Also why did you wean off of the Cymbalta? Obviously I know nothing about your medical history but Vyvanse isn't for depression at all. It's basically like Ritalin for ADHD. If you aren't on anything else it means you're not taking any kind of antidepressant?
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Old 06-13-19, 12:55 AM
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Re: YANKIT: Anyone else have pseudobulbar affect, or know someone who does?

Originally Posted by tanman View Post
Have you tried Nuedexta Norm? It's relatively new drug for PBA. We've used it in some of our post-stroke and trauma patients and I believe it works pretty well.

Also why did you wean off of the Cymbalta? Obviously I know nothing about your medical history but Vyvanse isn't for depression at all. It's basically like Ritalin for ADHD. If you aren't on anything else it means you're not taking any kind of antidepressant?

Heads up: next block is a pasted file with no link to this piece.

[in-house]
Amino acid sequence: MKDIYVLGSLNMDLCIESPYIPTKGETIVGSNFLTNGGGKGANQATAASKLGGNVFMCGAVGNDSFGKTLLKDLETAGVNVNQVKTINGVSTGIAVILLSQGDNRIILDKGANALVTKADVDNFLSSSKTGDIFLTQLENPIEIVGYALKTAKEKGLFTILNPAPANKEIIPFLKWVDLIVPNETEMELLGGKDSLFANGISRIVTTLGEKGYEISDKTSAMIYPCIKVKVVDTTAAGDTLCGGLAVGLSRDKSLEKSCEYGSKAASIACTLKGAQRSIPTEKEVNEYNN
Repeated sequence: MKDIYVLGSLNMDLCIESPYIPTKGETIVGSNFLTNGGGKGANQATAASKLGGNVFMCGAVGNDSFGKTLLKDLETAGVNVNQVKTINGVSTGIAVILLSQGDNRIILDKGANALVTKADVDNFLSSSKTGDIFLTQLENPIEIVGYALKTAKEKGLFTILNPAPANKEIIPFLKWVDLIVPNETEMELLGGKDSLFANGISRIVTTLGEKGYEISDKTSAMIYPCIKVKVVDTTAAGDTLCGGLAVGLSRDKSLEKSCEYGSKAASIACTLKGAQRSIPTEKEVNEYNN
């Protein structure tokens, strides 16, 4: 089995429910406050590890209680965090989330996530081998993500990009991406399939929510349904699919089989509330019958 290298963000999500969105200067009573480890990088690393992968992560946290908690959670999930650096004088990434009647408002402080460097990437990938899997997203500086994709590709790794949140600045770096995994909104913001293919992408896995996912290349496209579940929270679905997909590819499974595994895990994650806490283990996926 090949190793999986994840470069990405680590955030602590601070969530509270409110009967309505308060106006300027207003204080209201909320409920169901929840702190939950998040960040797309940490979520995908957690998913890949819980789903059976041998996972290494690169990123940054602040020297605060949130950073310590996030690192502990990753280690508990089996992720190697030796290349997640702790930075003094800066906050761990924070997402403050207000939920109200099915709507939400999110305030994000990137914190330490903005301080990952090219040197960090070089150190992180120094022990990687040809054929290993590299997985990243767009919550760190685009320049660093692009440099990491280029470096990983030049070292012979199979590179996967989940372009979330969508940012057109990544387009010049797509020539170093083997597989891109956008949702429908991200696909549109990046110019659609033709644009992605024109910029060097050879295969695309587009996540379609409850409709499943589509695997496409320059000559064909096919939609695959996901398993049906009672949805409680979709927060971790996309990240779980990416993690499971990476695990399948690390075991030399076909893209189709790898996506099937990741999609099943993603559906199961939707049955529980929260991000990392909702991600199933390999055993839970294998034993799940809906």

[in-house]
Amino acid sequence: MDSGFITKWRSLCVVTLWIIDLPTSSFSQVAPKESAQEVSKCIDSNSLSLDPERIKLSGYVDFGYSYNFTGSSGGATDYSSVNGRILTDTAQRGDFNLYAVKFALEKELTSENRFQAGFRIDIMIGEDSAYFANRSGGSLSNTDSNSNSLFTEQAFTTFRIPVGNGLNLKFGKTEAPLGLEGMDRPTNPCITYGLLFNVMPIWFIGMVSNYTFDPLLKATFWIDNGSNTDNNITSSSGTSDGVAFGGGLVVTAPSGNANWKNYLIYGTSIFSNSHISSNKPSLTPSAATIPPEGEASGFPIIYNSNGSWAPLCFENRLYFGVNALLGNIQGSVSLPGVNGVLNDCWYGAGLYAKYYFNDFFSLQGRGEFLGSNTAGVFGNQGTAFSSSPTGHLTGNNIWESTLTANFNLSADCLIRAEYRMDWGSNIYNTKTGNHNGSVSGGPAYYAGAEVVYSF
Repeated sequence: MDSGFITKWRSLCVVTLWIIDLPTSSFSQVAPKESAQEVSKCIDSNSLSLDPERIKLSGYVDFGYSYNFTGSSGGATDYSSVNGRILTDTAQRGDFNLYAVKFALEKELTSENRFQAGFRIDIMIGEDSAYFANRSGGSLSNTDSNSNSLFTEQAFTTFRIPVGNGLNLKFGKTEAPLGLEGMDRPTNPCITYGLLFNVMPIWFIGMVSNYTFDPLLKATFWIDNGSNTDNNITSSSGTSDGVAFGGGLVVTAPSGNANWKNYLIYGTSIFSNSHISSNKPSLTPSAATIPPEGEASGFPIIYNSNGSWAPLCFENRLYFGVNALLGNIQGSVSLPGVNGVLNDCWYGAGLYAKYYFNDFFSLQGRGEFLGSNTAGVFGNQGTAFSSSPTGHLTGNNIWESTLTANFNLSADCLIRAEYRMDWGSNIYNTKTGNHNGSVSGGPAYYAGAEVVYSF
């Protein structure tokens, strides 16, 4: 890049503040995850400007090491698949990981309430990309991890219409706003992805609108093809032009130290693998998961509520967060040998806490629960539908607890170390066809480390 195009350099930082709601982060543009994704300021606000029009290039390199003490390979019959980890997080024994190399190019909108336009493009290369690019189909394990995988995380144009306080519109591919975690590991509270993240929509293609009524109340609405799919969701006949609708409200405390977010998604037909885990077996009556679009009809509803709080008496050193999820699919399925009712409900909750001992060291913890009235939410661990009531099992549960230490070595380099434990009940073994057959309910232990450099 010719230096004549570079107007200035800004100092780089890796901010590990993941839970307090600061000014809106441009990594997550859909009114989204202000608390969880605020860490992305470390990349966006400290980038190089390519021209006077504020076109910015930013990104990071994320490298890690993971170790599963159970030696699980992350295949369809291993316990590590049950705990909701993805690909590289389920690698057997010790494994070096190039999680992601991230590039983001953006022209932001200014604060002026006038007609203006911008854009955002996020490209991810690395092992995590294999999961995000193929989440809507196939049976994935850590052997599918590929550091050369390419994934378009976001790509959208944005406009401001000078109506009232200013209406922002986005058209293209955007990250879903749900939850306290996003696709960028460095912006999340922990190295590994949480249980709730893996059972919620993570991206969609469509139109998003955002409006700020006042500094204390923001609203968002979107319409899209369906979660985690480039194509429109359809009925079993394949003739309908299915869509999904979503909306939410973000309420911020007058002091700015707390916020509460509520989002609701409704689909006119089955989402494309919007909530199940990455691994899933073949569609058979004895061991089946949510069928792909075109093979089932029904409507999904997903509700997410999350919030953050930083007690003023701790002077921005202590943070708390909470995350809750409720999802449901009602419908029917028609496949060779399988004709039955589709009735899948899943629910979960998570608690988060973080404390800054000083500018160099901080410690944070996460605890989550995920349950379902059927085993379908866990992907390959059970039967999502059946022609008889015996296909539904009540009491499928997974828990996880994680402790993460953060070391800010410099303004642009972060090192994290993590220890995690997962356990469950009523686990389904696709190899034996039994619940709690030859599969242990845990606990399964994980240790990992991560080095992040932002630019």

Sorry for the late reply to your thoughtful post, tanman, but I was away. I have not tried Nuedexta, but I did mention it to the psychiatrist when I first saw him (having looked up pseudobulbar treatments online), and he looked at it and said it was worth future consideration. He was, it seemed to me, not terribly well-versed in pseudobulbar affect, but perhaps that was just a false impression on my part.

No, you're right about Cymbalta and Vyvanse. They serve entirely different purposes, though possibly to the same end. This psychiatrist is a new one for me. I had read an article about him last year in a hospital magazine my mother gets as a donor, and asked my GP to refer me to him essentially as a last stab at some semblance of happiness.
He specializes in a procedure called focused ultrasound, which is, among other uses, for chronically, intractably depressed people who have unsuccessfully tried many other medications and treatments. This psychiatrist told me I might be eligible for the focused ultrasound, but that he wanted to try some new meds first, to which I was and am totally agreeable. Since the Cymbalta seemed to be doing nothing after ten years of use (which I now see was wrong; at least it was subduing the pseudobulbar affect), we decided to discontinue it.